Saskatchewan’s tech sector’s increased success in recent years has been forged by the attraction of venture capital and angel investment (attributed to the STSI). For many years, the province struggled to draw attention, despite notable success stories like SkipTheDishes.

In 2018, Saskatchewan companies accounted for just $16 million in venture capital investment out of $3.7 billion raised in Canada overall, according to the CVCA. The following year saw Saskatoon make the top 10 cities for investment, with local companies raising a total of $107 million.

RELATED: Vendasta to hire 100 new employees in Saskatchewan

Saskatchewan is home to burgeoning tech companies like 7Shifts, Coconut Software, and Vendasta. Last year, it saw the establishment of the Conexus Venture Capital Fund, with a goal of bolstering early-stage Saskatchewan startups.

Sean O’Connor, Conexus’ fund manager, expressed a similar sentiment to other members of the ecosystem regarding the change in ministers. He also expressed a continued belief in the provincial government’s tech commitments. However, he emphasized the need to bring in support for scaling companies as well as early-stage.

“Where we once were looking to find ways to get early-stage founders their first angel investor and customers, we now need to find ways to get the Coconut Software’s, 7shifts’, and Vendastas’ access to hundreds of skilled employees, along with new office space in areas where tech workers want to live,” he told BetaKit. “The playbook will need to evolve in the coming years as we continue to show that when our founders are given an equal playing field, we have the best pound for pound builders in the world.”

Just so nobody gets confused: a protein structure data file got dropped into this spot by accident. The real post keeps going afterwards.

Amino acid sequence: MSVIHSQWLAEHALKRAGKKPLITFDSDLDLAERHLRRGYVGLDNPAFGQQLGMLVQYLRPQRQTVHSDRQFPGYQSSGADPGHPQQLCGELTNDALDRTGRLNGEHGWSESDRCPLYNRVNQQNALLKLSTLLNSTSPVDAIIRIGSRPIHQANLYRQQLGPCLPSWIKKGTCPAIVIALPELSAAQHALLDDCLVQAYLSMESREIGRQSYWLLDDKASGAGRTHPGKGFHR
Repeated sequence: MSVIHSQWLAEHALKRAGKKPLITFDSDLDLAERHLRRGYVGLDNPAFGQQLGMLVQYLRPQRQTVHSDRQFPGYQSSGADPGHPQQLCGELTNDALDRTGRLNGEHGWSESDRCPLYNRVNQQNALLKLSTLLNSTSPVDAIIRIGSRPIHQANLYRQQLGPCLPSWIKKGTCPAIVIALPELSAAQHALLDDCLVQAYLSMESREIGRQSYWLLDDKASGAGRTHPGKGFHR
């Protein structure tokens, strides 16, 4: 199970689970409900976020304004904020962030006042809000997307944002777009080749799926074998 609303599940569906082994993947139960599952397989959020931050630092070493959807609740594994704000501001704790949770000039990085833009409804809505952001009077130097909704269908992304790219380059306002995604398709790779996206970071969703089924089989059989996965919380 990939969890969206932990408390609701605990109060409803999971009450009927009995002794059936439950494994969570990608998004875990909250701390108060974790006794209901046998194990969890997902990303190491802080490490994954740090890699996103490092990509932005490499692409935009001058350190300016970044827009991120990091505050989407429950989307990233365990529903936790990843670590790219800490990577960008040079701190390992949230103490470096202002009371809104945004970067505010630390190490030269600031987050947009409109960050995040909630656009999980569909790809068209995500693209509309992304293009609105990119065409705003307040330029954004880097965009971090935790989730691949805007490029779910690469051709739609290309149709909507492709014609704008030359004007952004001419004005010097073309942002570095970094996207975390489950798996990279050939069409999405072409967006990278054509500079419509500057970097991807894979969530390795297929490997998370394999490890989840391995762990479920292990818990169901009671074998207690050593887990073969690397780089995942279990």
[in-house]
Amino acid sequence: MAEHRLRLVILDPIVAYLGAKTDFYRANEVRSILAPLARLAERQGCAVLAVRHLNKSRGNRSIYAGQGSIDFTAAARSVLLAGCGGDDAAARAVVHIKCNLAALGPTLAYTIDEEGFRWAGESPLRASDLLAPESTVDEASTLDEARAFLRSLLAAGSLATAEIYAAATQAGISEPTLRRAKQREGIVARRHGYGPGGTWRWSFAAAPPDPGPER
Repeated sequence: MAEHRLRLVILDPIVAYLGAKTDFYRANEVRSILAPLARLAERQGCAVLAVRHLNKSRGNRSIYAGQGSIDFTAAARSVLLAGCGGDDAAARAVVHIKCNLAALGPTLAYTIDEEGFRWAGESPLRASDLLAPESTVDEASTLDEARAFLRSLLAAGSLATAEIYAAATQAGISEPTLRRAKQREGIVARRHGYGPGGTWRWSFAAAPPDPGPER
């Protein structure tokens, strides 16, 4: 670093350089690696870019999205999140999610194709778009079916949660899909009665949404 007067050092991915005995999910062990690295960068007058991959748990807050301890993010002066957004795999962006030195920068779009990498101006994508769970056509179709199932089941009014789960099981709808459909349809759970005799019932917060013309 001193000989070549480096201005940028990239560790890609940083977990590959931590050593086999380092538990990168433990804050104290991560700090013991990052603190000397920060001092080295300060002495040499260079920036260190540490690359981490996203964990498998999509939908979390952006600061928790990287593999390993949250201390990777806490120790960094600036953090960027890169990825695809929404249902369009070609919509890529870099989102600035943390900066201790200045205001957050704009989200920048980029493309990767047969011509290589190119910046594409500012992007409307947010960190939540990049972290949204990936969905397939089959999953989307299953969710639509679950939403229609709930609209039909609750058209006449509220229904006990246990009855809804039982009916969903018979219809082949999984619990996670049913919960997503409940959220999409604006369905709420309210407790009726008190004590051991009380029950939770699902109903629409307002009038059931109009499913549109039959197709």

For his part, newly re-appointed Harrison pointed to some of his key priorities as supporting youth in developing entrepreneurial skills. “I believe that having youth think about tech entrepreneurship as a viable career path will be critical to fostering the emergence and growth of new startups in Saskatchewan,” he said.

“My hope is that by continuing to strengthen the tech ecosystem here in Saskatchewan, our province becomes the best place in Canada to build tech startups,” the minister added.

Image source ISED via Flickr account